Dictionary of Distances
This book comes out of need and urgency (expressed especially in areas of Information Retrieval with respect to Image, Audio, Internet and Biology) to have a working tool to compare data.
The book will provide powerful resource for all researchers using Mathematics as well as for mathematicians themselves. In the time when over-specialization and terminology fences isolate researchers, this Dictionary try to be "centripedal" and "oikoumeni", providing some access and altitude of vision but without taking the route of scientific vulgarisation. This attempted balance is the main philosophy of this Dictionary which defined its structure and style.
- Unicity: it is the first book treating the basic notion of Distance in whole generality.
- Interdisciplinarity: this Dictionary is larger in scope than majority of thematic dictionaries.
- Encyclopedicity: while an Encyclopedia of Distances seems now too difficult to produce, this book (by its scope, short introductions and organization) provides the main material for it and for future tutorials on some parts of this material.
- Applicability: the distances, as well as distance-related notions and paradigms, are provided in ready-to-use fashion.
- Worthiness: the need and urgency for such dictionary was great in several huge areas, esp. Information Retrieval, Image Analysis, Speech Recognition and Biology.
- Accessibility: the definitions are easy to locate by subject or, in Index, by alphabetic order; the introductions and definitions are reader-friendly and maximally independent one from another; still the text is structured, in the 3D HTML style, by hyperlink-like boldfaced references to similar definitions.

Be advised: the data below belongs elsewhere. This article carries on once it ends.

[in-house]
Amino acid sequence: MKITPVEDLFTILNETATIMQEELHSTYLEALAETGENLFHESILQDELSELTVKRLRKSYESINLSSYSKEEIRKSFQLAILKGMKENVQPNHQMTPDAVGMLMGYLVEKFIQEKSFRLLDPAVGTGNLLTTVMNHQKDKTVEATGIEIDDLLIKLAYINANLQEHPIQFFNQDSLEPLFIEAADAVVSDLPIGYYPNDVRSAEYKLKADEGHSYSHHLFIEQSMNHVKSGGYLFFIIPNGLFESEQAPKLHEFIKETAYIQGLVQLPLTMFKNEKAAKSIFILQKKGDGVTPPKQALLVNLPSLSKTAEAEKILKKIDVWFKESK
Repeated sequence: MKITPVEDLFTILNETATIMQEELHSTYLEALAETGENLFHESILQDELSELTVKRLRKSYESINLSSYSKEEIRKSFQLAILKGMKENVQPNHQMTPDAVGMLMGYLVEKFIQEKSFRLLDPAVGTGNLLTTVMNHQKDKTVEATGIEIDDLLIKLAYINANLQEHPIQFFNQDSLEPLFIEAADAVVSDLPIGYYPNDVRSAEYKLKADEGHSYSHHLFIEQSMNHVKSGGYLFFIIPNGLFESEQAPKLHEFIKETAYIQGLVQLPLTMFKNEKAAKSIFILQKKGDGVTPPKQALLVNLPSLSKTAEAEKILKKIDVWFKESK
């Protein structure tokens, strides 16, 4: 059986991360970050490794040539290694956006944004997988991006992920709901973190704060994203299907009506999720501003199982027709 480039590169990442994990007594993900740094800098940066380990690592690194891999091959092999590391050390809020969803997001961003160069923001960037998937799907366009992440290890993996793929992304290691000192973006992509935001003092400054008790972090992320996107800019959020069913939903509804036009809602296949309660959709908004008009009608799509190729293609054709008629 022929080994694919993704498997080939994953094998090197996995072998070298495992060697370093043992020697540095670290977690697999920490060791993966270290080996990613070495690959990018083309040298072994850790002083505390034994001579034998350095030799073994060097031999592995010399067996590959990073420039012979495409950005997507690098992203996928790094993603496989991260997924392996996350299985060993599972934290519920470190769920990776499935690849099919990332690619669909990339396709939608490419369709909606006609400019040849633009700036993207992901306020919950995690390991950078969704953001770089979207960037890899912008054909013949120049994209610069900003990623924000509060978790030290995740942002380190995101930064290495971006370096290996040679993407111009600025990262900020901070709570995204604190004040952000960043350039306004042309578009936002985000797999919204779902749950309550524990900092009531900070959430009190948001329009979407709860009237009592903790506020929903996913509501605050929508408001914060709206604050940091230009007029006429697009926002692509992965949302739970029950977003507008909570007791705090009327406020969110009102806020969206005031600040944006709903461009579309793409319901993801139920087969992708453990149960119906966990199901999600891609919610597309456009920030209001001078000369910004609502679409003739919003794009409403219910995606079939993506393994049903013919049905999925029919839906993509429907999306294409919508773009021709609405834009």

* Covers a large range of subjects in pure and applied mathematics
* Designed to be easily applied--the distances and distance-related notions and paradigms are ready to use
* Helps users quickly locate definitions by subject or in alphabetical order; stand-alone entries include references to other entries and sources for further investigation
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afﬁne angle Banach space binary celestial compact connected constant convex corresponding curvature curve deﬁned denotes dimension edge elliptic equal equivalent Euclidean distance Euclidean space example exists ﬁnite Finsler Finsler metric ﬁrst ﬁxed geodesic Geometry Given a metric graph G Hausdorff Hausdorff distance Hermitian Hermitian metric hyperbolic inequality inﬁnite inner product integer intrinsic metric isometric length line element line element ds2 linear manifold Mn mapping matrix measure metric Given metric Let metric space X,d metric tensor minimum number n-dimensional obtained operator pair parameter path metric plane Poincare metric positive projective metric quasi-distance radius real number respectively Riemannian metric scalar semi-metric sequence shortest similarity space-time sphere subgraph subset subspace surface symmetric tangent topological space transform tree triangle triangle inequality vector space vertex-set vertices Voronoi diagram Voronoi generation distance weighted
Page 34 - A collection of subsets of X is called locally finite if every point of X has a neighborhood which meets only finitely many of these subsets.